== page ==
Most of the Zhou nobles withdrew from the Wei River valley and the capital was reestablished downriver at the old eastern capital of Chengzhou near modern-day Luoyang. This was the start of the Eastern Zhou period, customarily divided into the Spring and Autumn period and the Warring States period, it is possible. This would explain the sudden loss of royal power when the Zhou were driven east, but the matter is hard to prove. In recent decades, archaeologists have found a significant number of treasure hoards that were buried in the Wei valley about the time the Zhou were expelled; this implies that the Zhou nobles were driven from their homes and hoped to return, but never did. Shaughnessy, Edward L. "Western Zhou history", in Michael. The Cambridge History of Ancient China, Cambridge: Cambridge University Press, pp. 292–351, ISBN 978-0-521-47030-8. Li, Feng, "'Feudalism' and Western Zhou China: a criticism", Harvard Journal of Asiatic Studies, 63: 115–144, JSTOR 25066693. ——, Landscape and Power in Early China: The Crisis and Fall of the Western Zhou 1045–771 BC, Cambridge University Press, ISBN 978-0-521-85272-2
Xiefu or Xie was the original Marquis of Jin, the second ruler of the State of Jin during the early Zhou Dynasty. His ancestral name was Ji, given name Xie or Xiefu. Marquis Xie succeeded Shu Yu of Tang, as the ruler of the state of Tang. During his reign, he renamed the state Jin. After he died, his son Ningzu succeeded him as Marquis Wu of Jin
Shu Yu of Tang
Shu Yu of Tang, surname: Ji given name: Yu, Ziyu, was the founder of the State of Tang during the early Zhou Dynasty of ancient China. The State of Tang would be renamed Jin by Shu Yu's son and successor, Xie, he was the son of the younger brother of King Cheng of Zhou. Shortly after the establishment of the Zhou Dynasty, King Wu of Zhou died, his son, Prince Song, became King Cheng of Zhou. Since he was young and too inexperienced to run the newly founded dynasty, his uncle, the Duke of Zhou, served as regent and handled all political affairs until King Cheng of Zhou became old enough to rule. In the year that King Cheng of Zhou ascended the throne, the people of a land called Tang rebelled, so the Duke of Zhou conquered them. According to the Records of the Grand Historian, one day, King Cheng of Zhou was playing with his younger brother, Prince Yu. King Cheng of Zhou picked up a parasol tree leaf and gave it to Prince Yu, he said playfully," Let this be a proof that I will make you a feudal lord."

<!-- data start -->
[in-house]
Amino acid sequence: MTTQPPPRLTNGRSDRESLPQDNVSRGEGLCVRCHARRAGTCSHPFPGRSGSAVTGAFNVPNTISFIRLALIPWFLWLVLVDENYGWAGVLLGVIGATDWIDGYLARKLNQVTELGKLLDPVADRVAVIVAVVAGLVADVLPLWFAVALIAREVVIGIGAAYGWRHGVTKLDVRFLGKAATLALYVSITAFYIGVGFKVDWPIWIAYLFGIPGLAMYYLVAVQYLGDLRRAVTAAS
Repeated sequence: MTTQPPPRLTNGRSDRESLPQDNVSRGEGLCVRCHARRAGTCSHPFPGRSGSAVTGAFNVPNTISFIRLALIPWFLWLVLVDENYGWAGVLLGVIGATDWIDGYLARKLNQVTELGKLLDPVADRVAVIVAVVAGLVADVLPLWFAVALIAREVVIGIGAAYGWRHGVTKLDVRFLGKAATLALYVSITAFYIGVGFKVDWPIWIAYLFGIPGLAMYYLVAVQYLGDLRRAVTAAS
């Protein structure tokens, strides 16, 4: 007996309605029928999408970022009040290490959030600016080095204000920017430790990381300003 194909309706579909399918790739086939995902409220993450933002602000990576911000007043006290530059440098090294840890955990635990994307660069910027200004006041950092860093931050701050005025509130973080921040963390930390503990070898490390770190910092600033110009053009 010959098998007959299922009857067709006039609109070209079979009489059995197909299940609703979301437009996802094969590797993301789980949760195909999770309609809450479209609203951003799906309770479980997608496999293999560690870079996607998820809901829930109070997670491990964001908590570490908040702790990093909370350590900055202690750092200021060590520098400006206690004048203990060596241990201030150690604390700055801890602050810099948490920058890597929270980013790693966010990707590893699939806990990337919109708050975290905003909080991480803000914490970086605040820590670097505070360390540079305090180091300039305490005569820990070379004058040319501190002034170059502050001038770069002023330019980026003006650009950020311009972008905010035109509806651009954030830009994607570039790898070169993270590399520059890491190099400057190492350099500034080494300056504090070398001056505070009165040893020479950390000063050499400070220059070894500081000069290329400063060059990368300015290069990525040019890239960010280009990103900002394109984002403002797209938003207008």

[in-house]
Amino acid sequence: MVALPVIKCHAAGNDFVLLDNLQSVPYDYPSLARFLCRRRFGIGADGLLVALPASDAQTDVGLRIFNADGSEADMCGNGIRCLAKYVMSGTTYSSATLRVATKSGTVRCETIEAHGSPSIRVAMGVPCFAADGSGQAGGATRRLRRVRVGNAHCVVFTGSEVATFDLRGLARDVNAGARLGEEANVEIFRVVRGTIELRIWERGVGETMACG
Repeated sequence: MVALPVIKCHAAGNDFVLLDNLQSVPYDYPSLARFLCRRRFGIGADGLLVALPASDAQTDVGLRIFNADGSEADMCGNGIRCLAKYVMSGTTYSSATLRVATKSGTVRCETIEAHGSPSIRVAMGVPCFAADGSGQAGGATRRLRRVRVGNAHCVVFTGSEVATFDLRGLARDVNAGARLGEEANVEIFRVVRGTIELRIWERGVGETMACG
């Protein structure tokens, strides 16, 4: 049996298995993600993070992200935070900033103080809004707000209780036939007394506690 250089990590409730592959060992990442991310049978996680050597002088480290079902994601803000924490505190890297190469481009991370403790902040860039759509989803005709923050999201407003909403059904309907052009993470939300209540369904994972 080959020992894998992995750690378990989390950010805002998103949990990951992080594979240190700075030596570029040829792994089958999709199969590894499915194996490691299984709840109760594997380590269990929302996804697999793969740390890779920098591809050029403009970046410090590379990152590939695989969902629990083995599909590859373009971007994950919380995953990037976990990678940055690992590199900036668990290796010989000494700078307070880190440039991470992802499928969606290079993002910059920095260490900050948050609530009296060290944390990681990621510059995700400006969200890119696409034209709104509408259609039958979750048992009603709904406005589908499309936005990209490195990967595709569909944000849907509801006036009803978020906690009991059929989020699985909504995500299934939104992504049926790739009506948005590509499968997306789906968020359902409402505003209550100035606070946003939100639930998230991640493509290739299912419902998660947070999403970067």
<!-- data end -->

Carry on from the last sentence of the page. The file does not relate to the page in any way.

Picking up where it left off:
Prince Yu got the leaf and he told this to the Duke of Zhou. The Duke of Zhou thought that whatever the young King Cheng of Zhou said should not be taken since he was the king; the Duke of Zhou asked him if it were true. The young king said; the Duke of Zhou replied, "A sovereign must not joke about the things he says and do as what he has said." The young king thought it was reasonable and gave the recent conquered called Tang land, west of modern Yicheng County in Shanxi, to his brother, Prince Yu. Shu Yu's son and successor, moved the capital Jiang nearer to the Jin River and renamed the state Jin. Jinci was a shrine in Taiyuan dedicated to Shu Yu, it is a major historical and cultural site protected at the national level in People's republic of China. Family tree of ancient Chinese emperors
Simplified Chinese characters
Simplified Chinese characters are standardized Chinese characters prescribed in the Table of General Standard Chinese Characters for use in mainland China. Along with traditional Chinese characters, they are one of the two standard character sets of the contemporary Chinese written language; the government of the People's Republic of China in mainland China has promoted them for use in printing since the 1950s and 1960s to encourage literacy. They are used in the People's Republic of China and Singapore. Traditional Chinese characters are used in Hong Kong and the Republic of China. While traditional characters can still be read and understood by many mainland Chinese and the Chinese community in Malaysia and Singapore, these groups retain their use of simplified characters. Overseas Chinese communities tend to use traditional characters. Simplified Chinese characters may be referred to by their official name colloquially; the latter refers to simplifications of character "structure" or "body", character forms that have existed for thousands of years alongside regular, more complicated forms.